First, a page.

June 10, 2010
Environmental activists said they are challenging a proposed mountaintop removal coal mine in southwest Virginia, citing concerns about streams and residents in three isolated communities.
The 1,300-acre Ison Rock Ridge mine proposed by A&G Coal Corp. would operate above the communities of Andover, Appalachia and Inman. They are located in the far southwest corner of the state near the Kentucky line.
Glen Besa of the Sierra Club said the mine would be one of the largest surface operations in Virginia. He contends the proposed mining operation does not comply with the requirements of federal and state surface mining laws.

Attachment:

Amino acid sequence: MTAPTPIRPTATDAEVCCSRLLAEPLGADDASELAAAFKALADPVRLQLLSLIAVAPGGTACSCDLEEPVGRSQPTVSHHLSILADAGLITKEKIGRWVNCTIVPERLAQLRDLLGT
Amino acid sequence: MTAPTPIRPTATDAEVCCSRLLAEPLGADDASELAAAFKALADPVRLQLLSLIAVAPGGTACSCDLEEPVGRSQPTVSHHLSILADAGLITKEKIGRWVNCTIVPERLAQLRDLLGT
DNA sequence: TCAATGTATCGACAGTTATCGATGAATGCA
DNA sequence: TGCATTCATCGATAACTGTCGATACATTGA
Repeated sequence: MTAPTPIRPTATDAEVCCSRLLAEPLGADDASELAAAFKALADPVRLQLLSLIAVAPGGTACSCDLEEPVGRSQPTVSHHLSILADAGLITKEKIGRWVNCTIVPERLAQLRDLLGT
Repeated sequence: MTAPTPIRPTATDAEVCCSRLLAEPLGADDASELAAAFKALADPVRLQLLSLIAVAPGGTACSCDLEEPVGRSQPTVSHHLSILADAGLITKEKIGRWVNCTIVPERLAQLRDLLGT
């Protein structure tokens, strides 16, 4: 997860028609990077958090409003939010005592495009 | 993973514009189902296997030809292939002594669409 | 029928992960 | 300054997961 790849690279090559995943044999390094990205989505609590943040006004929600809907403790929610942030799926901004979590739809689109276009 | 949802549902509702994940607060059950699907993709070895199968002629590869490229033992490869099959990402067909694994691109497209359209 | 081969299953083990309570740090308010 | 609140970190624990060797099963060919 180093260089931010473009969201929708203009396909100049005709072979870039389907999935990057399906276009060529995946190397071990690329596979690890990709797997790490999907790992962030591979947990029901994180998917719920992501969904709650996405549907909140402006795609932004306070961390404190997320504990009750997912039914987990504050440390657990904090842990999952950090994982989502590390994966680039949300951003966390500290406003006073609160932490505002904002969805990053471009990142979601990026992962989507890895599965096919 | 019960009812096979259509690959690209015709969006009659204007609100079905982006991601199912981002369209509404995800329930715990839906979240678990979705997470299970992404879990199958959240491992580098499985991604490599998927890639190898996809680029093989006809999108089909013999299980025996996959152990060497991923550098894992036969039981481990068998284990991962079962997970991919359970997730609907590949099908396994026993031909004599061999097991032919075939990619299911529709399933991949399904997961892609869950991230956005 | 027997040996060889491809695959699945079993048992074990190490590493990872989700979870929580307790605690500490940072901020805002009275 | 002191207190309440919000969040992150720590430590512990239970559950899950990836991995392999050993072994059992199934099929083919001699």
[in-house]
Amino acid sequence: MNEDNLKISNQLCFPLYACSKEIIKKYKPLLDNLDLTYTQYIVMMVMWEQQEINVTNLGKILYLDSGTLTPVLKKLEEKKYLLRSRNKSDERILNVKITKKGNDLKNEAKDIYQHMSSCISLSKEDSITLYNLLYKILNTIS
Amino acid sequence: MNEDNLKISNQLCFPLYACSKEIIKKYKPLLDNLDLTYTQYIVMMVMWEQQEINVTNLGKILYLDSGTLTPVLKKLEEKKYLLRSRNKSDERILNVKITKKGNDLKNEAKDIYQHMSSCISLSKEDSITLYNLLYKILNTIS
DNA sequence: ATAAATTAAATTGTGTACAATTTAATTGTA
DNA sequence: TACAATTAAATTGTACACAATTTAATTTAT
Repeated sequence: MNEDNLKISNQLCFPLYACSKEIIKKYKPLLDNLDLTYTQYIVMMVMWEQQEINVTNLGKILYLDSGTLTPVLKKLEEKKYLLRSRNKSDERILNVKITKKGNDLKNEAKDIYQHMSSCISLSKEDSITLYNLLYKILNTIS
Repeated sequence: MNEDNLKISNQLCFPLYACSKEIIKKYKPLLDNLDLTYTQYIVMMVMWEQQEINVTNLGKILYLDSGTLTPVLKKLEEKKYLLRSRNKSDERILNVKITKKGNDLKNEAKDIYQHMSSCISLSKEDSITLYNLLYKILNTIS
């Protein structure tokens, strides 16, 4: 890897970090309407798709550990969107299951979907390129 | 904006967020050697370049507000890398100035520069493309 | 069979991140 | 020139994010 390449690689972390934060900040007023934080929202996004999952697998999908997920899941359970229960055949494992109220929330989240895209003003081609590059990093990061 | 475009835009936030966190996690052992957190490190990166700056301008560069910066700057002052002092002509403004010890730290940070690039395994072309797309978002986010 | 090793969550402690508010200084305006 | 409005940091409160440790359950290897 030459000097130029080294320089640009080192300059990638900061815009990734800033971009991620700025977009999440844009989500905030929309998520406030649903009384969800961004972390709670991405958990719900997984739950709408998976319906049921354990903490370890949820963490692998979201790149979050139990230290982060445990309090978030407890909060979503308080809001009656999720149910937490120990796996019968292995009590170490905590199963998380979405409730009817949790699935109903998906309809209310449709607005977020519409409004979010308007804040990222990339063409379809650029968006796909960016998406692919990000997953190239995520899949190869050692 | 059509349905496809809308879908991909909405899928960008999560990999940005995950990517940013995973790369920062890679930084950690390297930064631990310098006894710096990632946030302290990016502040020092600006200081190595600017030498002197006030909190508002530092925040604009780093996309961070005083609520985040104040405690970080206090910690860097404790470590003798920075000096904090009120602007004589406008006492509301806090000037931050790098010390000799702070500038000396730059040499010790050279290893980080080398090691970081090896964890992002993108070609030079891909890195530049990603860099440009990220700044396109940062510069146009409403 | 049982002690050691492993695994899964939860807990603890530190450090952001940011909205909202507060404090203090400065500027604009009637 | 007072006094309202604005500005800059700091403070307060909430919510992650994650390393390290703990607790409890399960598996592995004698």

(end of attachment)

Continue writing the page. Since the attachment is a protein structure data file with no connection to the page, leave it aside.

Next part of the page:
The club's Virginia chapter and the Southern Appalachian Mountain Stewards said they have filed a formal administrative challenge with the Virginia Department of Mines, Minerals and Energy. The agency deemed A&G's application "technically complete" last month but has not issued a formal permit to begin mining.
Spokesman Mike Abbott said Wednesday the department had not yet received the environmental challenge. It was filed on Tuesday.
The environmental groups said the mine would destroy three miles of streams and fill nine valleys with more than 11 million cubic yards of rock and dirt.
A&G, which is based in Wise, did not respond to a request for comment from The Associated Press.
The mining practice of mountaintop removal involves the use of explosives to expose seams of coal. The rubble is dumped into valleys.
Besa said the Ison Rock Ridge mine is "caught in a limbo" with the Environmental Protection Agency objecting to a pollutant discharge permit for the mine and the Army Corps of Engineers denying A&G permission to construct valley fills in the streams.
"We have to keep our opposition to the mine alive and pursue all the remedies we have," he said.